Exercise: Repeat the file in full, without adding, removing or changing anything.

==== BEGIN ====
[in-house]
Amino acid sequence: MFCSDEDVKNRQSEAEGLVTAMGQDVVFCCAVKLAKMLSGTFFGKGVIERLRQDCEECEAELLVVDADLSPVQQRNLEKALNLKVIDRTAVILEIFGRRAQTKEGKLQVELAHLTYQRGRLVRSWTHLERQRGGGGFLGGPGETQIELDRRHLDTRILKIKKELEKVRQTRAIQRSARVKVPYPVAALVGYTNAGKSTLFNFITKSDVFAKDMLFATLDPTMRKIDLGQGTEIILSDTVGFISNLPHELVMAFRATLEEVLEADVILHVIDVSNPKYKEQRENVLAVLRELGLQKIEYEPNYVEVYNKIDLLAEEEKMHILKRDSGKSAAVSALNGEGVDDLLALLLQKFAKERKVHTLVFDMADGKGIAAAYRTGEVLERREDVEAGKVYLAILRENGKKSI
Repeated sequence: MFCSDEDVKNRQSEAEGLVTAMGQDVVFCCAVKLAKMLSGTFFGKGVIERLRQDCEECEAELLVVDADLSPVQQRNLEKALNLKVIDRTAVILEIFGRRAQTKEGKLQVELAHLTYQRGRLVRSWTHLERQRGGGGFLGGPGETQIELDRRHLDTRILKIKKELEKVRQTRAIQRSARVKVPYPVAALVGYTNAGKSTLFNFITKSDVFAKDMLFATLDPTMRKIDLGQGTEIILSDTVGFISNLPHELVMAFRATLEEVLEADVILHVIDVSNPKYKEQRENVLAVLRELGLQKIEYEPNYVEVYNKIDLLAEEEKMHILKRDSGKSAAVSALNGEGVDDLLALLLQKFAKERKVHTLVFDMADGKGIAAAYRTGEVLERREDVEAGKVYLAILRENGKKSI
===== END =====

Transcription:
[in-house]
Amino acid sequence: MFCSDEDVKNRQSEAEGLVTAMGQDVVFCCAVKLAKMLSGTFFGKGVIERLRQDCEECEAELLVVDADLSPVQQRNLEKALNLKVIDRTAVILEIFGRRAQTKEGKLQVELAHLTYQRGRLVRSWTHLERQRGGGGFLGGPGETQIELDRRHLDTRILKIKKELEKVRQTRAIQRSARVKVPYPVAALVGYTNAGKSTLFNFITKSDVFAKDMLFATLDPTMRKIDLGQGTEIILSDTVGFISNLPHELVMAFRATLEEVLEADVILHVIDVSNPKYKEQRENVLAVLRELGLQKIEYEPNYVEVYNKIDLLAEEEKMHILKRDSGKSAAVSALNGEGVDDLLALLLQKFAKERKVHTLVFDMADGKGIAAAYRTGEVLERREDVEAGKVYLAILRENGKKSI
Repeated sequence: MFCSDEDVKNRQSEAEGLVTAMGQDVVFCCAVKLAKMLSGTFFGKGVIERLRQDCEECEAELLVVDADLSPVQQRNLEKALNLKVIDRTAVILEIFGRRAQTKEGKLQVELAHLTYQRGRLVRSWTHLERQRGGGGFLGGPGETQIELDRRHLDTRILKIKKELEKVRQTRAIQRSARVKVPYPVAALVGYTNAGKSTLFNFITKSDVFAKDMLFATLDPTMRKIDLGQGTEIILSDTVGFISNLPHELVMAFRATLEEVLEADVILHVIDVSNPKYKEQRENVLAVLRELGLQKIEYEPNYVEVYNKIDLLAEEEKMHILKRDSGKSAAVSALNGEGVDDLLALLLQKFAKERKVHTLVFDMADGKGIAAAYRTGEVLERREDVEAGKVYLAILRENGKKSI